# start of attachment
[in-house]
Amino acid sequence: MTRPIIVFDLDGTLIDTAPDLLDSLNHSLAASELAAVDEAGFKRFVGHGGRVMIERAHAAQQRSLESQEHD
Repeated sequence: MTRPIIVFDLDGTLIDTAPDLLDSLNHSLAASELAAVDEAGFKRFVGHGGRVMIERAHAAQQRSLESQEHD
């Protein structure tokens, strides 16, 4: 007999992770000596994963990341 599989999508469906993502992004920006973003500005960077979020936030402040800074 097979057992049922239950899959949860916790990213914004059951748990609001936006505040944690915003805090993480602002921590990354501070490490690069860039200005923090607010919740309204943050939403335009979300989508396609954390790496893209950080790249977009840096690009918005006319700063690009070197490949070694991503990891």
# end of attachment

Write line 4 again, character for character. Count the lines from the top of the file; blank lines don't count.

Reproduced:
């Protein structure tokens, strides 16, 4: 007999992770000596994963990341 599989999508469906993502992004920006973003500005960077979020936030402040800074 097979057992049922239950899959949860916790990213914004059951748990609001936006505040944690915003805090993480602002921590990354501070490490690069860039200005923090607010919740309204943050939403335009979300989508396609954390790496893209950080790249977009840096690009918005006319700063690009070197490949070694991503990891």